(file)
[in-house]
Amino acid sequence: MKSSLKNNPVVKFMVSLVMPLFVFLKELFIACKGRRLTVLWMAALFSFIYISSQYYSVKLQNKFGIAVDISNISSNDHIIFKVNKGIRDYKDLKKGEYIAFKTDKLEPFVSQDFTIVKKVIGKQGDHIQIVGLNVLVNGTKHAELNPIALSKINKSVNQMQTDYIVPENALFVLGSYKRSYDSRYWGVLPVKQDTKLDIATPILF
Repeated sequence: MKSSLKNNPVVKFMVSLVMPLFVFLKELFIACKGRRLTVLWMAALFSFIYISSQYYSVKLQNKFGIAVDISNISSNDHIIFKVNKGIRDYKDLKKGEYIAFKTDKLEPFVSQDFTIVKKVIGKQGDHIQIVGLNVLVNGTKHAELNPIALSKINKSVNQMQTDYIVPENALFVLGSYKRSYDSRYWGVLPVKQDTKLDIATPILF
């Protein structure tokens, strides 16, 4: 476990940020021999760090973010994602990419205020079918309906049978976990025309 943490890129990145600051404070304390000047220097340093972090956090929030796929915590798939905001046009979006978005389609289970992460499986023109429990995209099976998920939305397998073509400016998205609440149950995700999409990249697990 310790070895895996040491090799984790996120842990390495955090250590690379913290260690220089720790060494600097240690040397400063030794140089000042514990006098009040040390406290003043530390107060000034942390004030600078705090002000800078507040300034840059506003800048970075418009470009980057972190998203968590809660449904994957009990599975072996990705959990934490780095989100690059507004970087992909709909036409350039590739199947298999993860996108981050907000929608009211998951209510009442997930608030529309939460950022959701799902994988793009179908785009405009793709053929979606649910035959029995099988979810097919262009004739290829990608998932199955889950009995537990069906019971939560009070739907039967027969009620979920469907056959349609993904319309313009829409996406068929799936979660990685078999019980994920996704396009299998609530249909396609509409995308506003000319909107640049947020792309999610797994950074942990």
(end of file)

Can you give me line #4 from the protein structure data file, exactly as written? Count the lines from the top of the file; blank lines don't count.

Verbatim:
């Protein structure tokens, strides 16, 4: 476990940020021999760090973010994602990419205020079918309906049978976990025309 943490890129990145600051404070304390000047220097340093972090956090929030796929915590798939905001046009979006978005389609289970992460499986023109429990995209099976998920939305397998073509400016998205609440149950995700999409990249697990 310790070895895996040491090799984790996120842990390495955090250590690379913290260690220089720790060494600097240690040397400063030794140089000042514990006098009040040390406290003043530390107060000034942390004030600078705090002000800078507040300034840059506003800048970075418009470009980057972190998203968590809660449904994957009990599975072996990705959990934490780095989100690059507004970087992909709909036409350039590739199947298999993860996108981050907000929608009211998951209510009442997930608030529309939460950022959701799902994988793009179908785009405009793709053929979606649910035959029995099988979810097919262009004739290829990608998932199955889950009995537990069906019971939560009070739907039967027969009620979920469907056959349609993904319309313009829409996406068929799936979660990685078999019980994920996704396009299998609530249909396609509409995308506003000319909107640049947020792309999610797994950074942990």